“The study also validates the fact that serum magnesium levels are a poor way to diagnose magnesium deficiency and that magnesium ion testing is a far more valid way of testing for magnesium deficiency,” she added. “Magnesium in the blood does not correlate with the amount of magnesium in other parts of your body.”

Magnesium deficiency/depletion may be more common than we think. Check your supplements! It is associated with short- and long-term memory.

Magnesium Research 24(3):115-121, 2011

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An Apple a Day Keeps Old Age Away

We’ve all heard the old adage that an apple a day keeps the doctor away but did you ever think there was any truth to it?

Apples may really have huge health benefits especially on Alzheimer’s disease (AD).

Dr. Thomas Shea and his colleagues at the University of Massachusetts did  a clinical trial that shows apple juice fights AD. in as little as one month.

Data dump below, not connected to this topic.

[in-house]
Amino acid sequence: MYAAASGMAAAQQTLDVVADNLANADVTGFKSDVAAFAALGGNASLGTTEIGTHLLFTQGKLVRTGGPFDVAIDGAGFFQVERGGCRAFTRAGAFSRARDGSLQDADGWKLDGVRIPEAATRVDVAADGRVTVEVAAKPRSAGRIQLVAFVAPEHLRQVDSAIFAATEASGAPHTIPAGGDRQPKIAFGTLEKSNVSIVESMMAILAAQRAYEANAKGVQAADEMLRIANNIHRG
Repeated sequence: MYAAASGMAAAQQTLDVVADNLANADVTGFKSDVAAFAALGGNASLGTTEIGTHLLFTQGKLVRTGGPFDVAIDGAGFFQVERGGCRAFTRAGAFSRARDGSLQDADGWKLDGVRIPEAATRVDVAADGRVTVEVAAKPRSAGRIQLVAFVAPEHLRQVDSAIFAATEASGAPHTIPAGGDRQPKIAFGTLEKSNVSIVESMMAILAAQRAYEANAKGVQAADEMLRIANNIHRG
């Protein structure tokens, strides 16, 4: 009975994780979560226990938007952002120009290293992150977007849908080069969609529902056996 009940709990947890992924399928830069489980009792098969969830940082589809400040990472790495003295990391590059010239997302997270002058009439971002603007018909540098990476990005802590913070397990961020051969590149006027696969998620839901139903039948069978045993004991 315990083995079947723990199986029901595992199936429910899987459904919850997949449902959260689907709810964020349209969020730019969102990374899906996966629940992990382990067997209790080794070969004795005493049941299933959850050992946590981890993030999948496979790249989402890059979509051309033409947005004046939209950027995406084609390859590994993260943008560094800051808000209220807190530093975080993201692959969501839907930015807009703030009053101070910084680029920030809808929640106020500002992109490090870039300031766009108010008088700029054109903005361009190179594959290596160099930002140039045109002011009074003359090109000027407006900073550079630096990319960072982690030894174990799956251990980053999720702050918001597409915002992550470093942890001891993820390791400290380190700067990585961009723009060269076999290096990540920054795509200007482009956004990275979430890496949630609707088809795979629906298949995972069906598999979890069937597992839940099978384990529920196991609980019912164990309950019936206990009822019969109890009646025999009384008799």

Dr. Shea’s research team studied 21 patients between the ages of 72 to 93. Each of the patients was diagnosed with moderate-to-severe AD. He gave them two four-ounce glasses of apple juice each day for a month. After just 30 days, his team noted major changes in mood and behavior. Changes included improvement in anxiety, depression and delusion.

People receiving apple juice were calmer, less agitated, and at the end of the day, had a better quality of life.